T.J. Yates and other young QBs aren’t out of their depth in NFL
The Houston Texans have never made the NFL playoffs, but they’re heading into the stretch run with a two-game lead in the AFC South, the league’s No. 2 defense and No. 3 running game.
And they have a rookie quarterback in T.J. Yates, a fifth-round pick who was an afterthought invitee to the scouting combine and spent most of this season as a third-stringer behind Matt Schaub and Matt Leinart.
Yates might sound like a 16-year-old kid holding the keys to a Maserati, but that’s not how his teammates look at him — especially after his respectable performance in Sunday’s 17-10 victory over Atlanta. Making his first NFL start, he completed 12 of 15 passes for 188 yards with a touchdown and no interceptions.
“I knew he was going to come out poised,” tackle Eric Winston said Monday by phone. “I knew he’d embrace the moment and the moment wouldn’t be too big for him.”
That’s good, because the moments are only going to get bigger. Yates is among a handful of young quarterbacks thrust into the spotlight for teams still alive in the playoff race.
Denver’s Tim Tebow is the most prominent of these players, having started the season as the Broncos’ third-string quarterback. With the help of an excellent defense, he has guided the team to five consecutive road victories, the longest such streak since the John Elway-led Broncos of 1998.
But the Chicago Bears have put the ball in the hands of a young quarterback too. Caleb Hanie is starting in place of Jay Cutler, out because of a thumb injury. The Bears, in the thick of the wild-card hunt at 7-5, have lost both games Hanie has started, and the young quarterback has been intercepted three times in each.
Bears Coach Lovie Smith said Monday the team is not considering signing another quarterback, even though speculation has swirled that the team might look at Donovan McNabb, released by Minnesota last week, or maybe even the retired Brett Favre.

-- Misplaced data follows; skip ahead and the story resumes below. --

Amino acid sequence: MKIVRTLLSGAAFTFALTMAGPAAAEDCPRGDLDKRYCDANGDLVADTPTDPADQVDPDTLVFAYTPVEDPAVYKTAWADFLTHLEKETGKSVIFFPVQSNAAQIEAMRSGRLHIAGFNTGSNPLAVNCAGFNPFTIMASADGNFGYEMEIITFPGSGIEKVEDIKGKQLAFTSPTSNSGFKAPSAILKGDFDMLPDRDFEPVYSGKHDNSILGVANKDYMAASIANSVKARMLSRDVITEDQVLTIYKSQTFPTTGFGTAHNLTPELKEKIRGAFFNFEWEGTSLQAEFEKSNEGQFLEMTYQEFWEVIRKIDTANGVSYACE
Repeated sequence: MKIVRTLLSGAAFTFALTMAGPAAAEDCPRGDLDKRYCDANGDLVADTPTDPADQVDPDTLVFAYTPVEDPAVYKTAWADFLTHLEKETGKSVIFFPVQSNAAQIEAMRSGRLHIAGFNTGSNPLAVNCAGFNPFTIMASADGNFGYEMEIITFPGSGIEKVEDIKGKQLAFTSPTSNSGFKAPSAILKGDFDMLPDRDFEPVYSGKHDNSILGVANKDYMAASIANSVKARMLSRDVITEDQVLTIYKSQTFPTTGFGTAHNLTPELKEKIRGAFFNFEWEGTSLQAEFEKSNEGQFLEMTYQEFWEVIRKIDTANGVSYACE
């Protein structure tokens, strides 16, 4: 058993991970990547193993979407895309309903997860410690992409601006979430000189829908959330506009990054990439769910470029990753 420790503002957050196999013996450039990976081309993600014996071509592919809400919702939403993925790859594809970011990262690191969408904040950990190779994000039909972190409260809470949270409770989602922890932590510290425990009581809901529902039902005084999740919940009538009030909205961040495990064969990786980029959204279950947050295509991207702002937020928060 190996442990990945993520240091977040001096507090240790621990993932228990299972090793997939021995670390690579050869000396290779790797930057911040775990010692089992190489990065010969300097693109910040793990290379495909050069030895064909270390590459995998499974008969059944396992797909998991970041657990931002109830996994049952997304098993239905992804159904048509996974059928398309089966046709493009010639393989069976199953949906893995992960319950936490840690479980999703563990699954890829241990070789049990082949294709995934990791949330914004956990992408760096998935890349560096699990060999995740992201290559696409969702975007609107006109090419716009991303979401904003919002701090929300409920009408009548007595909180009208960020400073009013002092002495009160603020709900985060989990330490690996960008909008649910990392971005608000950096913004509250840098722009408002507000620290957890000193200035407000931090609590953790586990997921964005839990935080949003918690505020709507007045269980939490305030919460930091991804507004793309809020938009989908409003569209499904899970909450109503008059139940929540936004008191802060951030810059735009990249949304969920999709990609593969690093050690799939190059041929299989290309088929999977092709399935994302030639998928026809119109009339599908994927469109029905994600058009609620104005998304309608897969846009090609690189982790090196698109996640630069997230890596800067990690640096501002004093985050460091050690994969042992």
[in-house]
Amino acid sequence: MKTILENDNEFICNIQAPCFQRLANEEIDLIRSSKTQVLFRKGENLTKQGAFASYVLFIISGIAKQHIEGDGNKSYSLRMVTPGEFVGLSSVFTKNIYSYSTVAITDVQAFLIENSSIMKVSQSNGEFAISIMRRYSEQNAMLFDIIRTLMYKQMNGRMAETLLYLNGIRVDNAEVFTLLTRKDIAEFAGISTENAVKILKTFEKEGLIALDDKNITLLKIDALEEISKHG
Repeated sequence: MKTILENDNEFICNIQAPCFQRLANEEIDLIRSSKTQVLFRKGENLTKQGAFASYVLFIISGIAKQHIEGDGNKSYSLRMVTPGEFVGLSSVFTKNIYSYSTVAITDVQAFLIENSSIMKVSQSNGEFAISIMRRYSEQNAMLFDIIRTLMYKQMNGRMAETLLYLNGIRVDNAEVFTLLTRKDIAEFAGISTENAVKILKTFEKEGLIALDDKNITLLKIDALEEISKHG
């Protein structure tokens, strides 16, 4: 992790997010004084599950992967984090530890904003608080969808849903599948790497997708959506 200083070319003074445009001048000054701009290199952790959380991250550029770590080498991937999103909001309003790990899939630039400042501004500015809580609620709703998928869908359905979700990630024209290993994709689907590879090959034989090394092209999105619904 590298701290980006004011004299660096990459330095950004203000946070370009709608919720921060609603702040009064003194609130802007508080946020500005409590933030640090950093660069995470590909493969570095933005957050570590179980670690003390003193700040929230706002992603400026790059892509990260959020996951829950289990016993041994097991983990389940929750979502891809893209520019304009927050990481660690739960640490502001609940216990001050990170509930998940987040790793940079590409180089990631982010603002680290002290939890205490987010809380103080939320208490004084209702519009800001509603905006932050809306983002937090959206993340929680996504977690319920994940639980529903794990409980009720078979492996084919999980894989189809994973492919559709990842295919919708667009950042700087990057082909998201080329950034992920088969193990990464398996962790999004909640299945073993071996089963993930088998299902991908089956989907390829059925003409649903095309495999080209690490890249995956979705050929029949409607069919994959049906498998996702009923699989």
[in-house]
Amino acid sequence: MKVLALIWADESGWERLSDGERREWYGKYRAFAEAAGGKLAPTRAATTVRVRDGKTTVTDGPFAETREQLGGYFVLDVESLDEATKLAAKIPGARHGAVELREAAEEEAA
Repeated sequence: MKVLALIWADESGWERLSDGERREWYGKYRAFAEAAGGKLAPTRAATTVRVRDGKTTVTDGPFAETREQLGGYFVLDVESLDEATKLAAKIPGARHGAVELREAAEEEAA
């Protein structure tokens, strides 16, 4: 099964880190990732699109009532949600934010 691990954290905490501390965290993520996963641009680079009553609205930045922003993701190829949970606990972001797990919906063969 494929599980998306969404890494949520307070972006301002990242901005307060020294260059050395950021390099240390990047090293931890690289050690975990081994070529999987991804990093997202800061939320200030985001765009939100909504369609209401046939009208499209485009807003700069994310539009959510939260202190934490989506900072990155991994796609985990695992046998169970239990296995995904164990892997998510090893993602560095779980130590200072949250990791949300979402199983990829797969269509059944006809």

“We have our quarterbacks here now,” Smith said, according to the Chicago Tribune. “There are quarterbacks here; we have two of them — we really have three of them. And another one is rehabbing and will come back, hopefully, this year.”
The rehabbing one is Cutler. The other three are Hanie, backup Nathan Enderle and newly signed third-stringer Josh McCown.
Does that mean the Bears will stick with Hanie until the bitter end? Not necessarily. But he’s the man of the moment, no matter how brief that moment might be.
Chicago lost at home Sunday to Kansas City, which is quarterbacked by Tyler Palko. The first and only touchdown of his NFL career came on a Hail Mary pass at the end of the first half, one that bounced off the hands of Bears linebacker Brian Urlacher and into the arms of Chiefs receiver Dexter McCluster.
At 5-7, the Chiefs aren’t in the thick of the playoff race, but they’re not dead either. What remains to be seen is when (or whether) Kyle Orton will return. The Chiefs claimed him off waivers when he was released by Denver, but Orton was hurt on his first play against the Bears, suffering an injured right index finger when he was hit on a flea-flicker pass.
If the first-place Broncos are still battling for a playoff spot in their final game of the regular season, and Orton is ready to play for the Chiefs, that could set up a must-watch reunion. The Chiefs finish the season at Denver.
Miami’s Matt Moore has strung together several impressive performances, helping direct the left-for-dead Dolphins to four victories in five games. Over that five-game stretch, Moore has eight touchdowns and one interception.
The Dolphins, who lost their first seven games, have shown they still have a pulse, most recently with their 34-14 victory over Oakland on Sunday.
“We’ve been on a wild ride here,” said Moore, knowing full well it’s far from over.
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